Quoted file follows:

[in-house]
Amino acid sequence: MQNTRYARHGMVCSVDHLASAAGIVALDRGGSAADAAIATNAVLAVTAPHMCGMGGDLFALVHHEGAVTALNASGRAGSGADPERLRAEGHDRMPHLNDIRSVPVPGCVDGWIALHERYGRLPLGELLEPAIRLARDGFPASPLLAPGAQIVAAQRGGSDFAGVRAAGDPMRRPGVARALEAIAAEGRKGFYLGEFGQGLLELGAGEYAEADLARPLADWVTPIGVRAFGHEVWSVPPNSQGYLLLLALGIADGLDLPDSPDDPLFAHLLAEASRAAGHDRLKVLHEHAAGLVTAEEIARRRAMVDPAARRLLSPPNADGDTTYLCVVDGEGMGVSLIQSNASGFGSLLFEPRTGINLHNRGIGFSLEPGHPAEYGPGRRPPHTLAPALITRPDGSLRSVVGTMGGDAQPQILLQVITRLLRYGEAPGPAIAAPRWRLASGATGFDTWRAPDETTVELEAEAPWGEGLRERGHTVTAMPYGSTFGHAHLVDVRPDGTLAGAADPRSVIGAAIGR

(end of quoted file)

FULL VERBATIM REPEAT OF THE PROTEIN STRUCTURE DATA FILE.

[in-house]
Amino acid sequence: MQNTRYARHGMVCSVDHLASAAGIVALDRGGSAADAAIATNAVLAVTAPHMCGMGGDLFALVHHEGAVTALNASGRAGSGADPERLRAEGHDRMPHLNDIRSVPVPGCVDGWIALHERYGRLPLGELLEPAIRLARDGFPASPLLAPGAQIVAAQRGGSDFAGVRAAGDPMRRPGVARALEAIAAEGRKGFYLGEFGQGLLELGAGEYAEADLARPLADWVTPIGVRAFGHEVWSVPPNSQGYLLLLALGIADGLDLPDSPDDPLFAHLLAEASRAAGHDRLKVLHEHAAGLVTAEEIARRRAMVDPAARRLLSPPNADGDTTYLCVVDGEGMGVSLIQSNASGFGSLLFEPRTGINLHNRGIGFSLEPGHPAEYGPGRRPPHTLAPALITRPDGSLRSVVGTMGGDAQPQILLQVITRLLRYGEAPGPAIAAPRWRLASGATGFDTWRAPDETTVELEAEAPWGEGLRERGHTVTAMPYGSTFGHAHLVDVRPDGTLAGAADPRSVIGAAIGR